Denmark’s largest financial institution, Danske Bank, reported the Danish bunker company Dan-Bunkering to the State Prosecutor for Serious Economic and International Crime in August 2018.
The bank reported its customer because it suspected the bunker company had violated the EU ban on sale, supply, transfer or export of jet fuels in Syria, or for use in Syria, according to information obtained by the Danish Broadcasting Corporation (DR).
Danske Bank sent the written report to the State Prosecutor as well as the Danish Business Authority. The Danish Business Authority confirmed to DR that a “financial institution” reported Dan-Bunkering for possible Syria sanctions violations on August 20, 2018.
According to a written memo obtained by DR, the authorities were informed by the financial institution that Dan-Bunkering had “probably” violated the EU jet fuel ban.
The new information shows that Dan-Bunkering has been reported to the Danish State Prosecutor for Serious Economic and International Crime twice, in two consecutive years.
DR previously revealed that the Danish Business Authority reported Dan-Bunkering to the State Prosecutor in February 2017 on suspicion of violation of the jet fuel ban.
Bank monitors compliance
Head of External Communications at Danske Bank, Kenni Leth, states in a written statement to DR that the bank continuously monitors its customers’ transactions to ensure that they comply with legislation and sanctions.
- If we discover any suspicious circumstances or potential criminal offences, we report it to the relevant authorities. We cannot comment any further on the specific case, he writes.
DR unsuccessfully tried to obtain a comment from Dan-Bunkering regarding Danske Bank’s report.
DR first reported on Dan-Bunkering's involvement in deliveries of at least 30,000 metric tonnes of jet fuel for the Russian military in Syria in April 2018.
According to U.S. Court Records and confidential information possessed by Danish Authorities, Dan-Bunkering has supplied jet fuel to Russian tankers which in turn have supplied Russian fighter planes in Syria; fighter planes that have carried out air strikes in support of Syrian President Bashar al-Assad.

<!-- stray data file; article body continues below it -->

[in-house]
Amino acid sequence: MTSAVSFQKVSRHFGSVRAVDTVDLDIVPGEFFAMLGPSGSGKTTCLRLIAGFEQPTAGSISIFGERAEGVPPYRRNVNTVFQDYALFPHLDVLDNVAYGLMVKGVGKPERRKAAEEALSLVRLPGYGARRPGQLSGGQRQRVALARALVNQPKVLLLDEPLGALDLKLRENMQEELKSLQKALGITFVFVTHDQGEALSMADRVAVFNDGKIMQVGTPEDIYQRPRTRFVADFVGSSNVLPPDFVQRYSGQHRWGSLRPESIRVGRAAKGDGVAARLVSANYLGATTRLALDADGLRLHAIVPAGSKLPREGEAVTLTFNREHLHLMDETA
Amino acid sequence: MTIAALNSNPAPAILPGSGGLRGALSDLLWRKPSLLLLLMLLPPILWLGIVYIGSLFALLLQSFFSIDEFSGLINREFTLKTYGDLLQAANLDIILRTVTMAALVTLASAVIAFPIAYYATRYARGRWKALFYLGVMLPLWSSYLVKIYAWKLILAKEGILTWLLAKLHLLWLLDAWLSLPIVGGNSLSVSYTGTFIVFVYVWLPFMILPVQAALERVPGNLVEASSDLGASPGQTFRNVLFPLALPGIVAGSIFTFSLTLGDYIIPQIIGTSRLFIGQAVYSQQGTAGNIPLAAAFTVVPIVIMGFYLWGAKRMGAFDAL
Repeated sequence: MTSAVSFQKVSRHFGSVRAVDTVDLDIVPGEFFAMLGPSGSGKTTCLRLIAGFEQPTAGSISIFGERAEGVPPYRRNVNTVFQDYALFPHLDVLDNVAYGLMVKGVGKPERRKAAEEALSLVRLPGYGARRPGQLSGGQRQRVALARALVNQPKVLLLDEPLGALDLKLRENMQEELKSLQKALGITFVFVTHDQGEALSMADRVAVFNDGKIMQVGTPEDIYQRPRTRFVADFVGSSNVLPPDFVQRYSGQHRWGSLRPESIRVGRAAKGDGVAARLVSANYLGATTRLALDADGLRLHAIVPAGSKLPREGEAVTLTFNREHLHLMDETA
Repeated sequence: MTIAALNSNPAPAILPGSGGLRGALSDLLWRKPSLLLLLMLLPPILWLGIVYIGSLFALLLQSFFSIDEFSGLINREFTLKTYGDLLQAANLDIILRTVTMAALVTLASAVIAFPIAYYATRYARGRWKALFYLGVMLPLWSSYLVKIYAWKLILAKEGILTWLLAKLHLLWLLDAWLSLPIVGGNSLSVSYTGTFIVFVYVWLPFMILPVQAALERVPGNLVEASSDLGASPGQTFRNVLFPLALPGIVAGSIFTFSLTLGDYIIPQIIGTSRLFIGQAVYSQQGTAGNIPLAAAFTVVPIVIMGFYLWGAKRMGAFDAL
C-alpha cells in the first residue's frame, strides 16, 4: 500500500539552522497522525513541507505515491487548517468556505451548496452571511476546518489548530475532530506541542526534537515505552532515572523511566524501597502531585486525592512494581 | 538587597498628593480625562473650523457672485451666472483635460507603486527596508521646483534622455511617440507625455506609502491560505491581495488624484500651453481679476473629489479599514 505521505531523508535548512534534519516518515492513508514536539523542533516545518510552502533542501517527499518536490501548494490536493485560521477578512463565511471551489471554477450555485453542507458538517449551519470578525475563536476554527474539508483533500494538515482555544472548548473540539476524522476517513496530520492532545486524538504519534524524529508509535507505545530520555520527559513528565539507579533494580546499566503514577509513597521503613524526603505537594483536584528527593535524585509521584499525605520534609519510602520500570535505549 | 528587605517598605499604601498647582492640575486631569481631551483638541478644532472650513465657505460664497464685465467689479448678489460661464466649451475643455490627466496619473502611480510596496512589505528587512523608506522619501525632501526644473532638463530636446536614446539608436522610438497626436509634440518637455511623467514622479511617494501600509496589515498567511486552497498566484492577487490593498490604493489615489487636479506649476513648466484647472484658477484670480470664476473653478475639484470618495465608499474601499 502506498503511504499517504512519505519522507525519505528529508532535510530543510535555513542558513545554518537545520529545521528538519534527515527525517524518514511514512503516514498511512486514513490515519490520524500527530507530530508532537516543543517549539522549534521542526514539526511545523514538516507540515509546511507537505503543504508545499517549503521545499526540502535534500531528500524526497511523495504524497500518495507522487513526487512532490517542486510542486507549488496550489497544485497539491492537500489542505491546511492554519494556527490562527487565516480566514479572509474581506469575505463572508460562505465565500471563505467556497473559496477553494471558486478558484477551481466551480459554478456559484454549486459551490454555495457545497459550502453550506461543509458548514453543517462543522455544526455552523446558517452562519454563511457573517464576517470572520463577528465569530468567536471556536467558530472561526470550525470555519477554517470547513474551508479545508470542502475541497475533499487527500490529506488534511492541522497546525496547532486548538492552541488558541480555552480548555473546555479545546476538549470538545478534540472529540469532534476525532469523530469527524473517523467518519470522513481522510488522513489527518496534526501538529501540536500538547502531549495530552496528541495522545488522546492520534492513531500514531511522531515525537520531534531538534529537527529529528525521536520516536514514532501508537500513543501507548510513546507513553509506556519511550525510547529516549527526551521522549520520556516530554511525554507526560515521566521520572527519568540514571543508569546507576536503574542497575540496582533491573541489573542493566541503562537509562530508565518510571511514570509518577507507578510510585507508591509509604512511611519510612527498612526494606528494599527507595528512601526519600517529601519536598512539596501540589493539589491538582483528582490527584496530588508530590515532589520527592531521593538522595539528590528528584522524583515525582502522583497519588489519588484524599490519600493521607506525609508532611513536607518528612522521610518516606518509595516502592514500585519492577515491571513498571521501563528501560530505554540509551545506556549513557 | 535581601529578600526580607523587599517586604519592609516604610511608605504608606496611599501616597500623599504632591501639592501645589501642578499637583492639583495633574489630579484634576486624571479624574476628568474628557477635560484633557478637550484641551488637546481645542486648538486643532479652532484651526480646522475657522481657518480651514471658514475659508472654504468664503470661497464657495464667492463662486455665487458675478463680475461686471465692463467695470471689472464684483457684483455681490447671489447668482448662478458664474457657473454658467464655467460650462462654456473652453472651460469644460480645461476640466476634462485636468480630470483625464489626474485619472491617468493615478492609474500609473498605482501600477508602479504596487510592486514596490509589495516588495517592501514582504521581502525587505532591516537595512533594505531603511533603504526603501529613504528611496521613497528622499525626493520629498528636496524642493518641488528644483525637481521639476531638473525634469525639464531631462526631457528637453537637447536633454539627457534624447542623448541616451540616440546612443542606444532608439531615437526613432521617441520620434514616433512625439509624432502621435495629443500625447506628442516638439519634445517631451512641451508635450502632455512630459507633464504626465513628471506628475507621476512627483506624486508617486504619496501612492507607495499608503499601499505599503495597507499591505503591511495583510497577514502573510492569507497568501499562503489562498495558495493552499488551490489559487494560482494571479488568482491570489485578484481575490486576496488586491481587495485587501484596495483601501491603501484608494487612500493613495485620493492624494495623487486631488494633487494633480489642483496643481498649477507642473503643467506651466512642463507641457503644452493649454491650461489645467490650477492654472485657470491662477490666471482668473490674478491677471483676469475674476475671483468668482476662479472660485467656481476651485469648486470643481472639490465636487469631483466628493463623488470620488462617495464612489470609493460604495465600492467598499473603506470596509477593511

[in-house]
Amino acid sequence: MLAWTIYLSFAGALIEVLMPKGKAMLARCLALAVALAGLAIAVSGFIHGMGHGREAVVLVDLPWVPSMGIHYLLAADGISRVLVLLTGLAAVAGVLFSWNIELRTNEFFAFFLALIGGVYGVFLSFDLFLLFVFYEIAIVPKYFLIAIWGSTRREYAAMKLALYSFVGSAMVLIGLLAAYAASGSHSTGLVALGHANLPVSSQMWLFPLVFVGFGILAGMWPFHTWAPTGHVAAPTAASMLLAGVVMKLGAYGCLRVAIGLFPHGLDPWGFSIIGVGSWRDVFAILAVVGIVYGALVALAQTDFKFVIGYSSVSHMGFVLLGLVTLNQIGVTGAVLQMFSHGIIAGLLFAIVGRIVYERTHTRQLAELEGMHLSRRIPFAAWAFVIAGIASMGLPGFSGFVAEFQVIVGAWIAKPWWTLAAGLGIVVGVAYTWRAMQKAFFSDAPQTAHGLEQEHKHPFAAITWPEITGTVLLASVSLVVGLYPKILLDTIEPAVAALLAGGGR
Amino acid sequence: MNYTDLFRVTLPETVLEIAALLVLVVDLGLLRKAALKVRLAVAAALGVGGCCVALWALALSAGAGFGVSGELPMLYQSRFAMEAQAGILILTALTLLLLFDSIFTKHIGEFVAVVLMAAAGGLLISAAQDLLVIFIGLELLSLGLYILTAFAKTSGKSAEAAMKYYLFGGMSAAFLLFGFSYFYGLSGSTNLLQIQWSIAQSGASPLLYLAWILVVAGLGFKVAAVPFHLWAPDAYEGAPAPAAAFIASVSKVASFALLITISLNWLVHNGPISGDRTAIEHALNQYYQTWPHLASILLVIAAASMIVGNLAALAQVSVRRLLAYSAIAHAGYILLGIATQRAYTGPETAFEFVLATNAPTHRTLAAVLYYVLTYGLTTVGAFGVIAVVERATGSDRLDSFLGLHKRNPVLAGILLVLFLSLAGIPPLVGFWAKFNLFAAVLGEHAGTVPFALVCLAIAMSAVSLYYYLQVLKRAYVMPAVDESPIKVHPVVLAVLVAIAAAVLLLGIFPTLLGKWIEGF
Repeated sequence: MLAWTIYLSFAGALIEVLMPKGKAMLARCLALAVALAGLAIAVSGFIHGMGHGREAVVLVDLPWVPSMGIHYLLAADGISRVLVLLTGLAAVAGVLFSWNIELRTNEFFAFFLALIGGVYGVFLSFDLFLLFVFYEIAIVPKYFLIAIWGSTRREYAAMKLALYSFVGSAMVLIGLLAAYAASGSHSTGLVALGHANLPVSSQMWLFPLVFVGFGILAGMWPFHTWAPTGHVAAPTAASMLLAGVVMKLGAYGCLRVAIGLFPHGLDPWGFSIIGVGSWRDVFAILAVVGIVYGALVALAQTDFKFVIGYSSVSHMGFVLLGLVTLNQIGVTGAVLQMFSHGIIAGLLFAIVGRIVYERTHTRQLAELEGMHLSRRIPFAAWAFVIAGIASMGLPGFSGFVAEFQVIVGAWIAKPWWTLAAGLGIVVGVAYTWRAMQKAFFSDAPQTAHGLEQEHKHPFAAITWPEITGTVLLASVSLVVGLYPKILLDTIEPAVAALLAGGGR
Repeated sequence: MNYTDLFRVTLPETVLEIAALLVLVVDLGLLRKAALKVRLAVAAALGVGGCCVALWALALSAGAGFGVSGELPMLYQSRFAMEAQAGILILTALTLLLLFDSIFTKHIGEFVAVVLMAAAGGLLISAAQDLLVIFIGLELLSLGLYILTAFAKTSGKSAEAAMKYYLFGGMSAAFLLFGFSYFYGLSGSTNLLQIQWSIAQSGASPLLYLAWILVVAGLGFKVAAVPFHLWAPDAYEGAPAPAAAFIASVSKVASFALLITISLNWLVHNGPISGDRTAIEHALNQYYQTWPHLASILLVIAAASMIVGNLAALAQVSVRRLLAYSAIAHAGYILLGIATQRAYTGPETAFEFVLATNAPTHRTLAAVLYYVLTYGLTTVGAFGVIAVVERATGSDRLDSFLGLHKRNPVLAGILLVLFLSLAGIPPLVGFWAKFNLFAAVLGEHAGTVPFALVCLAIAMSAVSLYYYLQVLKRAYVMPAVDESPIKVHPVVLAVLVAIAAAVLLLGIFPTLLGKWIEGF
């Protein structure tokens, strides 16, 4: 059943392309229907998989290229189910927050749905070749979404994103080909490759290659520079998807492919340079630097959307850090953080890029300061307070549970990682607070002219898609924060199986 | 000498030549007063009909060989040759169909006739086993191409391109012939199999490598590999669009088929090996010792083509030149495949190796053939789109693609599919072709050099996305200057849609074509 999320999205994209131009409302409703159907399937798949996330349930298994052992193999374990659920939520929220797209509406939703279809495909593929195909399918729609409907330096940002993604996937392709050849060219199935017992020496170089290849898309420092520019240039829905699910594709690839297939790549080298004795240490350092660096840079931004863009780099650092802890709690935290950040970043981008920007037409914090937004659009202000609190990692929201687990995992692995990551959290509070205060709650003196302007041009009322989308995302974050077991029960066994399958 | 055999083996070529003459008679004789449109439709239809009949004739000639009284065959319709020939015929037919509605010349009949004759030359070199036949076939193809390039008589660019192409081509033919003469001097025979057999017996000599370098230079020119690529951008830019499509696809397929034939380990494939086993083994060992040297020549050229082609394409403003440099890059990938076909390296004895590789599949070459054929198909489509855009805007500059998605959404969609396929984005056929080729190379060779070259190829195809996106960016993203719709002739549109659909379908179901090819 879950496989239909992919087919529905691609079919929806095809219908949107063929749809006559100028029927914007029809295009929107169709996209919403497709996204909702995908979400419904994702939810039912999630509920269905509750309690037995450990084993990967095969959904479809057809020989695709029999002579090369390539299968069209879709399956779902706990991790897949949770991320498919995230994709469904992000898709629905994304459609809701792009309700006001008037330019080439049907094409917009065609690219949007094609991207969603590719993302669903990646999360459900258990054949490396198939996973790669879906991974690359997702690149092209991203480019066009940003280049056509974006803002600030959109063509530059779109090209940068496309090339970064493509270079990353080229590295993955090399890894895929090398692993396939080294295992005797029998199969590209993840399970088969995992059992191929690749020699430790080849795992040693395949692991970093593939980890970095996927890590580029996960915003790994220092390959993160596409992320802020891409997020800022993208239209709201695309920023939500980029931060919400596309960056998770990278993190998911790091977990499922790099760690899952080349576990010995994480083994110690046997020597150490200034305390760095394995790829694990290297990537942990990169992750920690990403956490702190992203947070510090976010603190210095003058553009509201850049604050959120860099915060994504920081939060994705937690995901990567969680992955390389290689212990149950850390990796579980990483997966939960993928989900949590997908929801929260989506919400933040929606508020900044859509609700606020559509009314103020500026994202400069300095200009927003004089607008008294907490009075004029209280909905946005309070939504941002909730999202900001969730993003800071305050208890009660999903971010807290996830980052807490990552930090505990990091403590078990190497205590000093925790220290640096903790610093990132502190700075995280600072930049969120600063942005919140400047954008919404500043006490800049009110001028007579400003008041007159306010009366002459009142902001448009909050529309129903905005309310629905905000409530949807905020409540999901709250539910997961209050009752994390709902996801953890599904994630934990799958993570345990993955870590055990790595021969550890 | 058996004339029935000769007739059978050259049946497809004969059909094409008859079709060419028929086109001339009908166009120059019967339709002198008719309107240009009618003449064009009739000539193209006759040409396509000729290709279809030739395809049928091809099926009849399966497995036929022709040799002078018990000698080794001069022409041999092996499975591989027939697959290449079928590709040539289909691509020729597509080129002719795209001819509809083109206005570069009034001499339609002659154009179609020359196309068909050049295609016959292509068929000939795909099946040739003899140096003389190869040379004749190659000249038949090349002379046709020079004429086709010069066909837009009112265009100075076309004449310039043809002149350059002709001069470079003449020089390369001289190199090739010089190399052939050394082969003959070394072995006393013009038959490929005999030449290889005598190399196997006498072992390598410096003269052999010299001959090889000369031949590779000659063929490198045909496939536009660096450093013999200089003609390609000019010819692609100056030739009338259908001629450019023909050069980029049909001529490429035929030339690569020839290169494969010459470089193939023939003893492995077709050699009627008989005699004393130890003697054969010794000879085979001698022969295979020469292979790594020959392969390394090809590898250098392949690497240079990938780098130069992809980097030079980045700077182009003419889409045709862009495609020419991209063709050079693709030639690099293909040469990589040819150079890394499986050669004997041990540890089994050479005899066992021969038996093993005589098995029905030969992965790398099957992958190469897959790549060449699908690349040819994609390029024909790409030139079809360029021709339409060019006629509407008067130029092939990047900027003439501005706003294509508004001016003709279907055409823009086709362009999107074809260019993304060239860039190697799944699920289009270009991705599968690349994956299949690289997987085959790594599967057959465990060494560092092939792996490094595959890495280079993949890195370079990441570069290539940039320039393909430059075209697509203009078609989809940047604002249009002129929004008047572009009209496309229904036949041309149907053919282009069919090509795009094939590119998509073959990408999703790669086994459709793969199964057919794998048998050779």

The deliveries allegedly took place from January 2016 to May 2017.
Deliveries to Russian tankers
Previously, Dan-Bunkering has acknowledged delivering fuel to Russian tankers but stated that none of Dan-Bunkering’s delivery documents named Syria as end destination.
The company declined to specify what it means by ‘delivery documents’ and which end destinations were named in the documents.
The company has denied violating EU's Syria sanctions. Dan-Bunkering has neither been charged nor indicted in the case, which is still being investigated by local police on the island of Funen, where Dan-Bunkering is headquartered.
Several members of the Danish Parliament have sharply criticized the fact that the State Prosecutor for Serious Economic and International Crime passed the case on to local police and there have been repeated calls for the case to be returned to the State Prosecutor to secure a thorough investigation.
Minister of Justice wants answers
In a written statement to DR on Monday, Danish Minister of Justice, Søren Pape Poulsen, underlined the seriousness of the case.
- This is a very serious case which needs to be clarified, he said.
A month ago, he requested a written statement on the case from the State Prosecutor. Søren Pape Poulsen now says he expects the statement to be delivered “as soon as possible.”
The Minister’s room for manoeuvre is currently limited due the 2019 Danish general election taking place on Wednesday, June 5.
The State Prosecutor for Serious Economic and International Crime as well as Funen Police declined to comment.
EU sanctions violations are punishable by by up to four years’ imprisonment under the Danish Criminal Code.